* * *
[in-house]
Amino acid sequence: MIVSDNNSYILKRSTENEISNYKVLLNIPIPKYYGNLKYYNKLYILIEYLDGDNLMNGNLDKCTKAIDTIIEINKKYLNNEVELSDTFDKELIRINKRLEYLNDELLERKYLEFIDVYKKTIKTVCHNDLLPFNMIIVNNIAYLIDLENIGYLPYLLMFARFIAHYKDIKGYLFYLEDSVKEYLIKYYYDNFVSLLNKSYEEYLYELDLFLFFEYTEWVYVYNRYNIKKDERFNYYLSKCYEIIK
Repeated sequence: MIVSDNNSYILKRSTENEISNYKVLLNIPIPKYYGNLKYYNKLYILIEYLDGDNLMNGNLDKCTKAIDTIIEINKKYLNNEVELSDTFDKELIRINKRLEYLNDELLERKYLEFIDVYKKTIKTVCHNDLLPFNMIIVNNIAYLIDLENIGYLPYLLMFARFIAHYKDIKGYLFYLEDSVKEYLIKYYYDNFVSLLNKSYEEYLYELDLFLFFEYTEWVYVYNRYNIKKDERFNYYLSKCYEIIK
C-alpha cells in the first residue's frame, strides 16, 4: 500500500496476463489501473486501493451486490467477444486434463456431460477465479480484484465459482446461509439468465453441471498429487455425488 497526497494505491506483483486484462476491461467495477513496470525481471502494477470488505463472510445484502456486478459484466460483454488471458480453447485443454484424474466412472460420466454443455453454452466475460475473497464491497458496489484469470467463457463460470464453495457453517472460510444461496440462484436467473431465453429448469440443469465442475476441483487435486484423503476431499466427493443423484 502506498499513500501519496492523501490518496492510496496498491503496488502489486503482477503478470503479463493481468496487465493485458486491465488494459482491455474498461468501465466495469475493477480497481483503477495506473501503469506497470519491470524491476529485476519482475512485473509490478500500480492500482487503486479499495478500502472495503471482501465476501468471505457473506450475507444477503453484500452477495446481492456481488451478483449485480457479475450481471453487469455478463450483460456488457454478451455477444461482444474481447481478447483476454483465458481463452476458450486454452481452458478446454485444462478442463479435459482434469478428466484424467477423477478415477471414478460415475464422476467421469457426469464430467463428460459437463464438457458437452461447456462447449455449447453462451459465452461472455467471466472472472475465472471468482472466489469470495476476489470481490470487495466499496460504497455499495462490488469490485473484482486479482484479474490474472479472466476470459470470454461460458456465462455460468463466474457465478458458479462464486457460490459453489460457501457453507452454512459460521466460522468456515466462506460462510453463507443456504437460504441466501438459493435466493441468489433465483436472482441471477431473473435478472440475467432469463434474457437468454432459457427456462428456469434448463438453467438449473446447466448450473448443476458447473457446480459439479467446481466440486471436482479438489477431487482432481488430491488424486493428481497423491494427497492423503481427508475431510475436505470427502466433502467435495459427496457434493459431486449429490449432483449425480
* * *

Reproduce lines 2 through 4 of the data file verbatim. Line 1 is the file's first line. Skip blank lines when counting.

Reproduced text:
Amino acid sequence: MIVSDNNSYILKRSTENEISNYKVLLNIPIPKYYGNLKYYNKLYILIEYLDGDNLMNGNLDKCTKAIDTIIEINKKYLNNEVELSDTFDKELIRINKRLEYLNDELLERKYLEFIDVYKKTIKTVCHNDLLPFNMIIVNNIAYLIDLENIGYLPYLLMFARFIAHYKDIKGYLFYLEDSVKEYLIKYYYDNFVSLLNKSYEEYLYELDLFLFFEYTEWVYVYNRYNIKKDERFNYYLSKCYEIIK
Repeated sequence: MIVSDNNSYILKRSTENEISNYKVLLNIPIPKYYGNLKYYNKLYILIEYLDGDNLMNGNLDKCTKAIDTIIEINKKYLNNEVELSDTFDKELIRINKRLEYLNDELLERKYLEFIDVYKKTIKTVCHNDLLPFNMIIVNNIAYLIDLENIGYLPYLLMFARFIAHYKDIKGYLFYLEDSVKEYLIKYYYDNFVSLLNKSYEEYLYELDLFLFFEYTEWVYVYNRYNIKKDERFNYYLSKCYEIIK
C-alpha cells in the first residue's frame, strides 16, 4: 500500500496476463489501473486501493451486490467477444486434463456431460477465479480484484465459482446461509439468465453441471498429487455425488 497526497494505491506483483486484462476491461467495477513496470525481471502494477470488505463472510445484502456486478459484466460483454488471458480453447485443454484424474466412472460420466454443455453454452466475460475473497464491497458496489484469470467463457463460470464453495457453517472460510444461496440462484436467473431465453429448469440443469465442475476441483487435486484423503476431499466427493443423484 502506498499513500501519496492523501490518496492510496496498491503496488502489486503482477503478470503479463493481468496487465493485458486491465488494459482491455474498461468501465466495469475493477480497481483503477495506473501503469506497470519491470524491476529485476519482475512485473509490478500500480492500482487503486479499495478500502472495503471482501465476501468471505457473506450475507444477503453484500452477495446481492456481488451478483449485480457479475450481471453487469455478463450483460456488457454478451455477444461482444474481447481478447483476454483465458481463452476458450486454452481452458478446454485444462478442463479435459482434469478428466484424467477423477478415477471414478460415475464422476467421469457426469464430467463428460459437463464438457458437452461447456462447449455449447453462451459465452461472455467471466472472472475465472471468482472466489469470495476476489470481490470487495466499496460504497455499495462490488469490485473484482486479482484479474490474472479472466476470459470470454461460458456465462455460468463466474457465478458458479462464486457460490459453489460457501457453507452454512459460521466460522468456515466462506460462510453463507443456504437460504441466501438459493435466493441468489433465483436472482441471477431473473435478472440475467432469463434474457437468454432459457427456462428456469434448463438453467438449473446447466448450473448443476458447473457446480459439479467446481466440486471436482479438489477431487482432481488430491488424486493428481497423491494427497492423503481427508475431510475436505470427502466433502467435495459427496457434493459431486449429490449432483449425480